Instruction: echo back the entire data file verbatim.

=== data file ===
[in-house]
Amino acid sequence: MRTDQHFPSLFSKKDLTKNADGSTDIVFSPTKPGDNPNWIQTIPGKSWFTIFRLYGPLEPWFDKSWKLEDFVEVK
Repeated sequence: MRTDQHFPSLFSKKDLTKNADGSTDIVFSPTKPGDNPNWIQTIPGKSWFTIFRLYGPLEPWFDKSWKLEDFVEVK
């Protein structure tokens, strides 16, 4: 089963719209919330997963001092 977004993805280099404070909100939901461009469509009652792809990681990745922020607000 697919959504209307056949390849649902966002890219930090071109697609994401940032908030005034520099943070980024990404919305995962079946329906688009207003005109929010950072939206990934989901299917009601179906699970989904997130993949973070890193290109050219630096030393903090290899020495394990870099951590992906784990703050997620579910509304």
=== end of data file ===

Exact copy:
[in-house]
Amino acid sequence: MRTDQHFPSLFSKKDLTKNADGSTDIVFSPTKPGDNPNWIQTIPGKSWFTIFRLYGPLEPWFDKSWKLEDFVEVK
Repeated sequence: MRTDQHFPSLFSKKDLTKNADGSTDIVFSPTKPGDNPNWIQTIPGKSWFTIFRLYGPLEPWFDKSWKLEDFVEVK
């Protein structure tokens, strides 16, 4: 089963719209919330997963001092 977004993805280099404070909100939901461009469509009652792809990681990745922020607000 697919959504209307056949390849649902966002890219930090071109697609994401940032908030005034520099943070980024990404919305995962079946329906688009207003005109929010950072939206990934989901299917009601179906699970989904997130993949973070890193290109050219630096030393903090290899020495394990870099951590992906784990703050997620579910509304």